[Sep. 17, 1959] A hike and a flight (Oct. 1959 Astounding and two Space Races)

The big news this week is Astounding is raising its price from 35 cents to four bits.  It’s a big jump, but I’m sure it’s a necessary move given that Galaxy and F&SF also cost 50 cents (though IF is still at 35 cents).

It is significant that I have nibbled around the edges of the October Astounding, so to speak, starting with the non-fiction articles.  I didn’t like the first half of That Sweet Old Woman, and I doubt I’ll care much for part two.  I’ll bite the bullet tonight.  Probably.

But the non-fiction is pretty nifty.  Campbell’s editorial, for once, does not stink of psionics.  He probably saw the writing on the wall when everyone, but everyone, at Worldcon ribbed him about his editorials and story-selection policy.  So now John is openly asking for science articles, and he’s hoping to introduce a slick page element to the magazine come the beginning of next year.  I’m a science writer, so I’ll be interested to see how it goes.  Perhaps I’ll submit an article or two.

I also liked Bill Boyd’s article on obtaining blood-typing reagents from vegetables, Blood from a Turnip.  It really sings the praises of basic research to see such a medical boon to humanity come from such a simple, off-the-wall experiment.  The price of such reagents has been dropped a thousand-fold, as a result.

Next time, I promise to talk about fiction.  Probably.

In Space Race news, the X-15 rocketplane made its maiden powered flight on September 17 with veteran pilot Scott Crossfield (the man who broke the Mach 2 barrier) at the controls.  It was just a 9-minute flight using two underpowered XLR-11 engines rather than XLR-99 engine designed for the plane.  The XLR-11 is actually the engine that sent Chuck Yeager past the sound barrier in 1948. 

Moreover, the plane developed mechanical problems, and a small fire broke out.  Crossfield was able to get the craft down safely, however. 

And now to the ballistic manned space program.  In a way, the Mercury project, that one-manned space capsule that will carry the first American into space, has already succeeded.  Last week, on September 9, a boilerplate spacecraft was launched atop an Atlas ICBM.  I’ve written about “Little Joe,” designed for low-level test firings of the Mercury.  Naturally, the Atlas missions are called “Big Joe.” The recent mission marks the first time the Atlas has been used in support of the manned space program.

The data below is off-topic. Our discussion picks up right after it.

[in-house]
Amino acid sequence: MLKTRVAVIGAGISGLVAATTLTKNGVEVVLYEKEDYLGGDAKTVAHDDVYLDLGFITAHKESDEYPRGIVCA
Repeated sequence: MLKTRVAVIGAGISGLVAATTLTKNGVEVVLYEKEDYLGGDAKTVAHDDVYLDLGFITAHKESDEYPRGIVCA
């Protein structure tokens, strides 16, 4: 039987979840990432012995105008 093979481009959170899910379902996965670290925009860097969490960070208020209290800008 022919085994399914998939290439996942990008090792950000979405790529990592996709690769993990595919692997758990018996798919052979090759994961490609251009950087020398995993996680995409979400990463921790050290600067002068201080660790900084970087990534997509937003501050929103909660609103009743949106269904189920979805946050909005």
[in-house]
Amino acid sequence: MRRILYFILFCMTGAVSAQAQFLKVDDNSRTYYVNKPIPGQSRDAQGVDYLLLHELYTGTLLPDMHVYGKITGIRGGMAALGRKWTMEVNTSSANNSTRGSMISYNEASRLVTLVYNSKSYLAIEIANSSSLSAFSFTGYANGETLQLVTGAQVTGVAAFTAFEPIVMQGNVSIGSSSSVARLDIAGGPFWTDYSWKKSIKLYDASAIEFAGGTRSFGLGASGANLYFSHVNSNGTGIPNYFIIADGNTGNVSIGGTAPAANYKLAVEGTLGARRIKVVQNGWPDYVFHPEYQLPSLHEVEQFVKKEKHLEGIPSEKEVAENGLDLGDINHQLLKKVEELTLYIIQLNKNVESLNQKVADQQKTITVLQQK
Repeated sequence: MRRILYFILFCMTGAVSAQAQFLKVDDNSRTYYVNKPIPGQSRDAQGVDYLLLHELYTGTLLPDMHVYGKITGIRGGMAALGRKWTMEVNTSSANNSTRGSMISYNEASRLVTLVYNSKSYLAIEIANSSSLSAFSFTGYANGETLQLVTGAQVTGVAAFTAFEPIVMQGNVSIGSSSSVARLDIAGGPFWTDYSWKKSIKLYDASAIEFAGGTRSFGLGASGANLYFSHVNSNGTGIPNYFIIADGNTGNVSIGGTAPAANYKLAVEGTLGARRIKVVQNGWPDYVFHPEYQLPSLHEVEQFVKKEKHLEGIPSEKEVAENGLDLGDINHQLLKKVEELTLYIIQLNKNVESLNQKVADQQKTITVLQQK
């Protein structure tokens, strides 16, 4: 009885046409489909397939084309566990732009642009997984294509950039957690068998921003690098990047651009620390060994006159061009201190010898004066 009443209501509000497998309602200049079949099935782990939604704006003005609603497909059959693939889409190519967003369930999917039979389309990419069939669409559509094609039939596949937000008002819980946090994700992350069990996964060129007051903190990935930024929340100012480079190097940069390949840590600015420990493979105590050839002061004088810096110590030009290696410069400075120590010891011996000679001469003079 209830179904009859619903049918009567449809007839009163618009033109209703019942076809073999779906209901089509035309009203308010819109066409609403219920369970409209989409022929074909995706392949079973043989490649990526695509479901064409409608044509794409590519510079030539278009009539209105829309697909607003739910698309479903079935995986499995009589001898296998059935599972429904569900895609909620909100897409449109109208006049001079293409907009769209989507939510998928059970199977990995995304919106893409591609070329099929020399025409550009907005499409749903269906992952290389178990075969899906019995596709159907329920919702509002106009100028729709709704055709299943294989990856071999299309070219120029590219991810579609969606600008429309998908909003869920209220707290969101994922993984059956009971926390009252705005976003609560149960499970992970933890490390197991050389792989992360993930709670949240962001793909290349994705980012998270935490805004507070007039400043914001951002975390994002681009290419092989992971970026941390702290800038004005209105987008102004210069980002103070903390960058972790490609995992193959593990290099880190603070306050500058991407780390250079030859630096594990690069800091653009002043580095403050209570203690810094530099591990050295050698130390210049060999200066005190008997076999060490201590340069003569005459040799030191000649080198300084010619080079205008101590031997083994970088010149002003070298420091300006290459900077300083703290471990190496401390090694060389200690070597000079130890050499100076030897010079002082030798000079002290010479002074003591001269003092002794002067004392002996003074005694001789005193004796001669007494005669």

For the capsule, the mission was a complete success.  It was lofted to a height of 90 miles, separated from the Atlas, and crashed into the ocean some 1424 miles away from its launching site at Cape Canaveral.  The craft was in good shape, proving the sturdiness of its heat shield.

The Atlas, on the other hand, suffered some teething troubles.  The Atlas missile has three engines, two of which are supposed to drop away when fuel is depleted.  They didn’t.  The Atlas also took its time separating from the spacecraft. 

The flight was good enough, though.  It is my understanding that NASA is considering the cancellation of “Big Joe 2,” scheduled to be launched sometime in the Fall.

So there you have it.  Not only are the Americans and the Soviets neck and neck, but it seems that the two American space programs are also competing closely.  It’s an exciting time for those who bet.

P.S. Galactic Journey is now a proud member of a constellation of interesting columns.  While you’re waiting for me to publish my next article, why not give one of them a read!

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